JD: I got an email from Jad Fair asking if I knew of any good venues in the southwest for Tashi Dorji to play. I had heard Tashi’s name but had somehow never heard his music, so I went on youtube and immediately related to what he was doing, which is a pretty rare feeling for me with guitar players. I ended up helping with a show in Santa Fe and hopped onto the tour with him. We played 3 duo shows in the southwest, and the Phoenix one was the last of the three. We had never met before the night we played together in Santa Fe.
JR: When you all were playing together, did you have any kinds of cues? Was the visual element of seeing each other play important to creating the recording?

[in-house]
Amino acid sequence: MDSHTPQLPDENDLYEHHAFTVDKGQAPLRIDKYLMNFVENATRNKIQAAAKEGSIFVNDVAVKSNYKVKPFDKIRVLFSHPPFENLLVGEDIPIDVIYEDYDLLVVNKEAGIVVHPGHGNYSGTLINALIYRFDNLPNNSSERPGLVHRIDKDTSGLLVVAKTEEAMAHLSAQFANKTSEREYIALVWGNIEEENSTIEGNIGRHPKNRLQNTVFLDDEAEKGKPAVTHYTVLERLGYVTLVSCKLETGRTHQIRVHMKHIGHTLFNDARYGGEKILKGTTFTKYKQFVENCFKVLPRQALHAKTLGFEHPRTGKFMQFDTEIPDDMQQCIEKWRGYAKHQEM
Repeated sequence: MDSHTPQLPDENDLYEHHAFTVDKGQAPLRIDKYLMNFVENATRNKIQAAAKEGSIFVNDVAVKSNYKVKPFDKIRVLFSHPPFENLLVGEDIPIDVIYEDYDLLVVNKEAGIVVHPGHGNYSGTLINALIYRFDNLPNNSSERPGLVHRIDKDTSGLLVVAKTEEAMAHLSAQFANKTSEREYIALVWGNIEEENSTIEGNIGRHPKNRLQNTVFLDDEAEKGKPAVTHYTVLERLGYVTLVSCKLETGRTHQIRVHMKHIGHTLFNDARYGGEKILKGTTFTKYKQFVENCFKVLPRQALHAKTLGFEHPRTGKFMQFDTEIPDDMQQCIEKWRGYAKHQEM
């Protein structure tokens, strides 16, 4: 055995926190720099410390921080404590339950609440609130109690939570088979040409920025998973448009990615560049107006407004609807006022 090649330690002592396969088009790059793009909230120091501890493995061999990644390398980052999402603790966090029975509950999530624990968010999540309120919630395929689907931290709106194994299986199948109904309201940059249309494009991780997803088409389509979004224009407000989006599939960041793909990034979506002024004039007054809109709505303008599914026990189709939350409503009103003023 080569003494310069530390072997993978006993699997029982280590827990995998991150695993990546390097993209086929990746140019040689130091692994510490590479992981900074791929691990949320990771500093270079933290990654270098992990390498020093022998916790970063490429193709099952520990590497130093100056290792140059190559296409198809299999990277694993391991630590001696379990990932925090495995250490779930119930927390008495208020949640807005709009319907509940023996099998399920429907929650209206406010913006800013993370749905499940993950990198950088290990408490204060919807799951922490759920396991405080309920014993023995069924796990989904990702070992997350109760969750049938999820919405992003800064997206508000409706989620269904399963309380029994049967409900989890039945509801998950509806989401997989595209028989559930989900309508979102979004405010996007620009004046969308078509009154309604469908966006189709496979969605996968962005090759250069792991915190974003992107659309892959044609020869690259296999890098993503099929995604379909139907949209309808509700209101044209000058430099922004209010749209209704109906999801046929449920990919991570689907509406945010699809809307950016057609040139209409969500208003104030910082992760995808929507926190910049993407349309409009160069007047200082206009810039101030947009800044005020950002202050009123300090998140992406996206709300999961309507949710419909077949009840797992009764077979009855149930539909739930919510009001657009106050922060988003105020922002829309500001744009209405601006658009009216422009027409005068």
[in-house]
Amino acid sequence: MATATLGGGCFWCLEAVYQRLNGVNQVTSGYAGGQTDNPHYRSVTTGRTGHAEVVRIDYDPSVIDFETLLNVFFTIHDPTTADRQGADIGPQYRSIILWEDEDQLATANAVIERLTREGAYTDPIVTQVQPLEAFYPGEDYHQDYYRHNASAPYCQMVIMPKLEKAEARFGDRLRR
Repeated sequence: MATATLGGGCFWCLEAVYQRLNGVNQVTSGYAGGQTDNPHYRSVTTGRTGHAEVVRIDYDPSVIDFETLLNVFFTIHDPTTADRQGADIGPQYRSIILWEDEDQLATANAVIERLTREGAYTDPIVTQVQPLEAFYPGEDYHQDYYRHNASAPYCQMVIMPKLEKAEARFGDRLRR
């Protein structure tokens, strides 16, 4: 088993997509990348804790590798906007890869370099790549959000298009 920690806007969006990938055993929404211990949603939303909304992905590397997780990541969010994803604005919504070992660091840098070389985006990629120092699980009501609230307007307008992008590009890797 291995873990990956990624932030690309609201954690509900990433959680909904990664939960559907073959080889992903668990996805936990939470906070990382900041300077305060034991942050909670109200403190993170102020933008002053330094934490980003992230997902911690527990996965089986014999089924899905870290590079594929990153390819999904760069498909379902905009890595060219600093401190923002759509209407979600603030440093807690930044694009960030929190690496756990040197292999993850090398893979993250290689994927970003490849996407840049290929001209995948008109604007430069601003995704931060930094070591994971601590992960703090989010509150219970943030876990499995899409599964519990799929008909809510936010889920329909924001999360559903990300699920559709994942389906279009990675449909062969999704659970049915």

TD: Listening cues – not so much visual.
JD: We didn’t use any cues, no, though it’s hard not to read the body language of a person when you’re playing together. It’s funny you bring this up because I decided that I wanted to kneel on the ground for these shows as one of my difficulties with improvising is feeling comfortable in my body while I’m doing it. Somehow kneeling on the floor really helped me. I can find ways of making anything work, but somehow kneeling felt the best, at least for those shows. It’s funny how that stuff works. I have no idea why I felt that was the right thing, but it certainly was, and then at the end of the show, my legs would be asleep and I could barely walk and would stumble around.